It makes perfect sense that cassettes have returned as the underground medium of choice. They are a still-analogue, cheap-as-chips middle ground between the price of vinyl and the aural poker face of digital audio, with its exhaustively labyrinthine array of formats. The best thing about them is how weirdly fragile they are. The ribbon of a cassette tape seems singularly prone to sonic destruction and manipulation. If you shake a Walkman, it comically modulates whatever you’re listening to. If you leave a tape in the sun, its contents audibly degrade.
I used to have a series of excellent mix tapes that lived in my (now trashed) ’93 Ford Festiva Trio. I’d heard little of the music on these when they were given to me, and loved them dearly, but couldn’t listen to them in any other environment. Every time a musician friend got into the car with me, they’d notice how these songs, familiar to them, had been mutilated as they baked in the glove box. Some tracks had slowed, and their pitches had altered to slumberous paces. Others wobbled inexplicably. There was erroneous flange. It was great. When I finally bought all this stuff on CD, many years later, I didn’t like the songs anywhere near as much. They sounded nothing like I remembered them, all clean, well recorded, faithfully rendered. Fuck that.
I suspect Dominic Stephens might like tapes for the same reasons I do. Nimble Animal is the moniker for his recent solo work outside of the excellent Brisbane quartet Oh Ye Denver Birds. His first album, Dumb Dirge, seems to lust over the happy accidents that sometimes arise from the fragility and novel malleability of magnetic tape. Thankfully, it leans away from the vogue of letting the sound of tape colour the music as a whole. Instead, the presence of tape is implied throughout the record. It seems to benefit from the turgid fidelity and punchy compression that cassettes sometimes lend to the material they hold, and the sonic excrescences of the medium are used as textural features in the arrangements – characterful landmarks to pass and marvel at on your way through each track.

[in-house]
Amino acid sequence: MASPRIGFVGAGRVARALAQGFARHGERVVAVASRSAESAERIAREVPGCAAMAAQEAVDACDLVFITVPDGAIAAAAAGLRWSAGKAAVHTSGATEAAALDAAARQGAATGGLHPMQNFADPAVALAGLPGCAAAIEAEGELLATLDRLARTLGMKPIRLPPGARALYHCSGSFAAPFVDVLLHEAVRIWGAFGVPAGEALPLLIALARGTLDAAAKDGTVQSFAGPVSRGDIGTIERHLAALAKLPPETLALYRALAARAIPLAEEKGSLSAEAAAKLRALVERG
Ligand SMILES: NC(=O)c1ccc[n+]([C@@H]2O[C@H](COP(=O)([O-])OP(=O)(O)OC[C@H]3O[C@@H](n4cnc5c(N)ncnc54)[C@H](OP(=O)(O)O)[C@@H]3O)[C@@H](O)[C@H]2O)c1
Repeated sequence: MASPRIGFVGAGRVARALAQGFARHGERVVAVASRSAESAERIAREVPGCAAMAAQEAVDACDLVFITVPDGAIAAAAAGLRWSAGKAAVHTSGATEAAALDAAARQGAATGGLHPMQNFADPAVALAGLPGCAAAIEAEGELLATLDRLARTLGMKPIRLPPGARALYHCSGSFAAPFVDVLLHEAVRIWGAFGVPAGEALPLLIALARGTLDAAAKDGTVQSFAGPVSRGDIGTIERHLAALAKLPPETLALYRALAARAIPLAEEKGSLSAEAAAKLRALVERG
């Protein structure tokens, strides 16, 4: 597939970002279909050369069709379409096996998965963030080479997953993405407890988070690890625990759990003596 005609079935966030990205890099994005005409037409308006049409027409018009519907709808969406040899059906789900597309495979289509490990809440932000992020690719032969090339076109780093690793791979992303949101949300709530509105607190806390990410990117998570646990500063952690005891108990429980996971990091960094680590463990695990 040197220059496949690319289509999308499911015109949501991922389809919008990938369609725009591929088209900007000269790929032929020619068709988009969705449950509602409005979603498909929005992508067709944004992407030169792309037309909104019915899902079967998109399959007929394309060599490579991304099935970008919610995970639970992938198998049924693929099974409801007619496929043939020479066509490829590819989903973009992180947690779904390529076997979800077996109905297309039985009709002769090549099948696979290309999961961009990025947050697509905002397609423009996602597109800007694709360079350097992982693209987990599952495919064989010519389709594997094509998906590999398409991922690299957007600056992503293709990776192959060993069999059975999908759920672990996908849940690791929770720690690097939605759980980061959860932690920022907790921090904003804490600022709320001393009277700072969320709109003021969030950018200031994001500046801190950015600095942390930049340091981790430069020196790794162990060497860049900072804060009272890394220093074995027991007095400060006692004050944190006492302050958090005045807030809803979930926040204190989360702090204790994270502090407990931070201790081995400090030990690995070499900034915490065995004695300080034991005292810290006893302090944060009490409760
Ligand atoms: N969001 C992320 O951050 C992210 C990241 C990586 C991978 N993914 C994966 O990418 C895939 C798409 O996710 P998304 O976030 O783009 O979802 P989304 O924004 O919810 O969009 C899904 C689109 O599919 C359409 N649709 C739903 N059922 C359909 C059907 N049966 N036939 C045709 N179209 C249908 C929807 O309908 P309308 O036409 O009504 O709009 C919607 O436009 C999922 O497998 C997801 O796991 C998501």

‘Mud’ glistens with such things – pealing backwards tape loops and sparking rifts of sonic clutter – each laced across a bed of obscured synth, supine and shimmering like sunlight off distant water. The stoned plod of the rhythm track doesn’t go anywhere, but it has no need to, choosing instead to wallow in its own sublime stasis. It’s mutedly, almost comically cosmic.
‘Raeli’ is infuriatingly disjointed, its plastic organ, flaccid hip-hop beat and waltzing guitar only just cohere, playing out in their own vaguely related time signatures. It sounds like several deliberately uncoordinated tracks of tape, all spooling out together with only the most perfunctory of relation. Miniature oases of colour flicker forth occasionally, haunting the peripheries of the track like gremlins. It’s frustrating and intoxicating, and completely unlike anything else I’ve heard this year.
This album would be lovely enough if it consisted entirely of such gloriously singular instrumentals, but its best moments are songs. The loping swoon of ‘Luvbel’ seems to come from nowhere, waltzing gracefully out of enigmatic synth-harp arpeggios. Its viscous, lovestruck melody and mood lingers long after you get up and walk out of the room. The clipped metronome of the epic ‘Yabbies’ grounds some vertiginous drones, before dissolving into pulsing krautrock revelry. ‘XIX’ nabs the infectious gait of Panda Bear’s ‘Last Night At The Jetty’, wresting it into a tartly mournful deconstruction of synth-obsessed ’80s chart rock. It’s the closest thing this album has to a single – such a shame that it should fail to make the playlist of even the most liberal-minded local community stations.
Dumb Dirge alludes to and draws on many different things – the meditative stasis of Sun Araw, the bristling pop of Animal Collective, the aquatic miniatures of Jürgen Muller – but it’s doggedly sui generis. And it’s free to download, if you want it. You can buy it on tape, too.
Label: Fallopian Tunes
Release Date: July 2012